Publication details for Dr Laura Turnbull-LloydTurnbull, L., Wainwright, J. & Brazier, R.E. (2011). Nitrogen and phosphorus dynamics during runoff events over a transition from grassland to shrubland in the south-western United States. Hydrological Processes 25(1): 1-17.
- Publication type: Journal Article
- ISSN/ISBN: 0885-6087, 1099-1085
- DOI: 10.1002/hyp.7806
- Keywords: Desertification, Land degradation, Nitrogen, Nutrient budgets, Phosphorus, Runoff.
- Further publication details on publisher web site
- Durham Research Online (DRO) - may include full text
Author(s) from Durham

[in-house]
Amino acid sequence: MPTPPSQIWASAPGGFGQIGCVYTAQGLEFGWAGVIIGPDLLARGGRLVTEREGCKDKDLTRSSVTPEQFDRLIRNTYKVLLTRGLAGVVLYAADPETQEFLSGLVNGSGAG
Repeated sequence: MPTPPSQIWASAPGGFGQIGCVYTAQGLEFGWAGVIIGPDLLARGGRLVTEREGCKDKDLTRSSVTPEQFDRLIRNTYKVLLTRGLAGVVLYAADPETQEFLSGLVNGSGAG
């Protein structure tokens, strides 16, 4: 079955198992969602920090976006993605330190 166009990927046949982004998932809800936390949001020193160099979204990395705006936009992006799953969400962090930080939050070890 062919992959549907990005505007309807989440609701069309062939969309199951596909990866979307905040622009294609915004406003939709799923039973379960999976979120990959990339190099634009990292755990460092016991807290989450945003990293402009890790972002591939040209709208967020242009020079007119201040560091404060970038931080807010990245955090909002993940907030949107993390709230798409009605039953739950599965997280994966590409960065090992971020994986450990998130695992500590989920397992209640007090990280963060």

During the last 150 years, land degradation across the semi-arid grasslands of the south-western United States has been associated with an increase in runoff and erosion. Concurrent with this increase in runoff and erosion is a loss of nitrogen (N) and phosphorus (P), which are plant-essential nutrients. This study investigates the runoff-driven redistribution and loss of dissolved and particulate-bound N and P that occurs during natural runoff events over a trajectory of degradation, from grassland to degraded shrubland, in central New Mexico. Runoff-driven nutrient dynamics were monitored at four stages over a transition from grassland to shrubland, for naturally occurring rainfall events over 10 × 30 m bounded runoff plots. Results show that particulate-bound forms of N and P are responsible for most of N and P lost from the plots due to erosion occurring during runoff events. Results suggest that for high-magnitude rainfall events, the output of N and P from the plots may greatly exceed the amount input into the plots, particularly over shrub-dominated plots where erosion rates are higher. As these results only become apparent when monitoring these processes over larger hillslope plots, it is important to recognize that processes of nutrient cycling related to the islands of fertility hypothesis may have previously been overstated when observed only at smaller spatial scales. Thus, the progressive degradation of semi-arid grassland ecosystems across the south-western United States and other semi-arid ecosystems worldwide has the potential to affect N and P cycling significantly through an increase in nutrient redistribution and loss in runoff.